People power needed to help Portsmouth beat its air pollution problem, council says

Traffic builds up in London Road, North End
Traffic builds up in London Road, North End
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CITY transport chiefs have said the people of Portsmouth need to play their part in reducing pollution and improving air quality.

The plea comes as a report by Portsmouth City Council revealed pollution levels had been cut in the past year – but that more work was still needed.

Only one area in the city now exceeds government-set levels of harmful nitrogen dioxide emitted through exhaust fumes, down from three in the previous year.

Figures show overall air quality has worsened over five years, but critically standards haven’t dipped below Defra’s baseline.

However, in the past 12 months there have been significant improvements recorded, with two-thirds of the island’s 28 monitor stations showing cleaner air compared to 11 per cent the year before.

The only area to still be below par is the London Road corridor, in North End, which saw an eight per cent spike in the levels of nitrogen dioxide.

Transport bosses say this is due to the area’s ‘unique design’, with high buildings on either side of the road that don’t allow fumes to disperse as easily as elsewhere.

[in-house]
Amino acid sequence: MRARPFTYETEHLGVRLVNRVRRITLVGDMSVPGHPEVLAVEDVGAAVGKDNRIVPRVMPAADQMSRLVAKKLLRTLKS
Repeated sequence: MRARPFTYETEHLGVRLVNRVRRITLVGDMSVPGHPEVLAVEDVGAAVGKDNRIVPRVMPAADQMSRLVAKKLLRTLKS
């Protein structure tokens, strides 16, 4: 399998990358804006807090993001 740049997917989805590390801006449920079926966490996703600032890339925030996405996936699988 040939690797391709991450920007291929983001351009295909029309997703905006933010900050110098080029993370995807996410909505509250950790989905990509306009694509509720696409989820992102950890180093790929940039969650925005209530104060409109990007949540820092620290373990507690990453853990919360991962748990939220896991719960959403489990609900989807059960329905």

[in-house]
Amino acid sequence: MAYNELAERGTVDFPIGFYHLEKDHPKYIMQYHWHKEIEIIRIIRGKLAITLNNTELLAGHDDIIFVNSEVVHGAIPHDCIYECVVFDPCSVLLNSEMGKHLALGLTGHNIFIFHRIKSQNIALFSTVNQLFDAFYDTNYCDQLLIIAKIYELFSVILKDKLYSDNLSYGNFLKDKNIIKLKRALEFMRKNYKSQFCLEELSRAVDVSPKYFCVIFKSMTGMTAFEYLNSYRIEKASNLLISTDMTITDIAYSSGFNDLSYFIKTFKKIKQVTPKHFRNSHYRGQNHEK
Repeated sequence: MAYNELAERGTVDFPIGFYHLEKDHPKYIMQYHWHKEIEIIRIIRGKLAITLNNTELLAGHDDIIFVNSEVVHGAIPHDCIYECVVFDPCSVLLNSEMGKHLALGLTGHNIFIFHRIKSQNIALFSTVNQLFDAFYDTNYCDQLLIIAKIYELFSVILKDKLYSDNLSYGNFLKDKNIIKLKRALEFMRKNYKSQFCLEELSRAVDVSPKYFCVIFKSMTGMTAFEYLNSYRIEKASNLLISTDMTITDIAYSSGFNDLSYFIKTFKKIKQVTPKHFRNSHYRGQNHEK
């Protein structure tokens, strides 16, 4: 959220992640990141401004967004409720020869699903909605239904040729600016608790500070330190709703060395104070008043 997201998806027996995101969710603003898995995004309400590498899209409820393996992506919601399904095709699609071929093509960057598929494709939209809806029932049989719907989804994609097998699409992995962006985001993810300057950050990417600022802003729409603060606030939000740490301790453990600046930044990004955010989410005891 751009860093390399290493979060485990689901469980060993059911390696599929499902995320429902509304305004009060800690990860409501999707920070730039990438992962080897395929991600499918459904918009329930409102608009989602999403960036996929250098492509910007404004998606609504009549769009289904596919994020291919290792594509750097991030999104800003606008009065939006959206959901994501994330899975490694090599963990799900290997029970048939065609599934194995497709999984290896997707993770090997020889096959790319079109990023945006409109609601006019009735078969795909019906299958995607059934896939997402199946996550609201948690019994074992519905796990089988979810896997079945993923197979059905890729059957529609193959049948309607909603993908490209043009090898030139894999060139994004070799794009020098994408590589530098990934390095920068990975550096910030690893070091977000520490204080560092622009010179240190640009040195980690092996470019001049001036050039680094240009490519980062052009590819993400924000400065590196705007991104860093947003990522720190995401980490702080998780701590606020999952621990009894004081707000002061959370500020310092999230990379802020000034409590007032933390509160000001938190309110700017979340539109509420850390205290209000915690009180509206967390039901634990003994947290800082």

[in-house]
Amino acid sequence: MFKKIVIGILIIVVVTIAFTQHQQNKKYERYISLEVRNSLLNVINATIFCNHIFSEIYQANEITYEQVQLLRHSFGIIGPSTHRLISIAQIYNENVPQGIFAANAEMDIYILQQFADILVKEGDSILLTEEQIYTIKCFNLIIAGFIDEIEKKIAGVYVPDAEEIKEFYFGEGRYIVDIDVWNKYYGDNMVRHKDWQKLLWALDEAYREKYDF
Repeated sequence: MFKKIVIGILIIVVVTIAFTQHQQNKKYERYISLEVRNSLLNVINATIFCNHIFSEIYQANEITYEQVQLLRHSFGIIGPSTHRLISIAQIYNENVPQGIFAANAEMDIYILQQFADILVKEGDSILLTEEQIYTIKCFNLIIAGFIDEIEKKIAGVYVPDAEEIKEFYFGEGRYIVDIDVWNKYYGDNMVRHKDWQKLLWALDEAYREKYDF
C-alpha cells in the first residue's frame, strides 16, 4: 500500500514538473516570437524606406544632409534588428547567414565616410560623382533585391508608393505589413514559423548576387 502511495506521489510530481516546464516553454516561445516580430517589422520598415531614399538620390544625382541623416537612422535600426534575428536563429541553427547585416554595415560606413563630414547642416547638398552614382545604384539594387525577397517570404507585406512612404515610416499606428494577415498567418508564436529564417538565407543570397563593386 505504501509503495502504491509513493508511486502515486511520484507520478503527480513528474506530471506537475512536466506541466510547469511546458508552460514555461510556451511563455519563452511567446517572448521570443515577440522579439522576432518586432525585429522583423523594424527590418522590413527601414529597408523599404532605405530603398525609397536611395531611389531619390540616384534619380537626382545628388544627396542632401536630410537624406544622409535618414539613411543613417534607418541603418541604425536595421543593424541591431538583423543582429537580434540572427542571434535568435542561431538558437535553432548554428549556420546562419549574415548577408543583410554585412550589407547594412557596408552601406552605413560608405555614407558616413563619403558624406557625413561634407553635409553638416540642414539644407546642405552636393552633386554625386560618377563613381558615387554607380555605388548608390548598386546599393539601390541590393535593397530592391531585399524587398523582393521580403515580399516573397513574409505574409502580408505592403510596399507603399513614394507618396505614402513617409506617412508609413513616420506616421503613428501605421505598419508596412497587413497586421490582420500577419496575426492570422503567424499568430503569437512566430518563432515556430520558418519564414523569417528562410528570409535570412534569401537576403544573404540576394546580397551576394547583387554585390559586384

The council has a number of options in place to continue its work to improve air quality, but said ‘small changes’ by residents could help.

Richard Lee, the authority’s regulatory services manager, said the city was close to reaching its air quality goals and is urging people to use alternate ways of getting around.

He said: ‘We’re aware we have got to do better and we have got to tackle this problem.

‘We’re very close to our objective so small changes can make a massive difference.’

Traffic exhaust fumes account for about half of the air quality issues in areas.

About 16 per cent of all car trips across the city are less than two miles. The council is looking to change people’s attitude and urge those making short journeys to walk, cycle or use public transport instead.

Overseeing this will be a new air quality action panel, made up of health, planning and transport officials, supported by air quality steering groups.

Councillor Dave Ashmore, city environment boss, said: ‘While Portsmouth isn’t one of the worst offenders for air quality, it isn’t something we can take for granted. We take the air quality in the city very seriously and work is under way to try and make improvements and ensure the city is the best environment possible for people to live, work and visit.’

Portsmouth has five air quality management areas.

It used to have 13 until 2010 when air quality levels improved and the other eight were cut.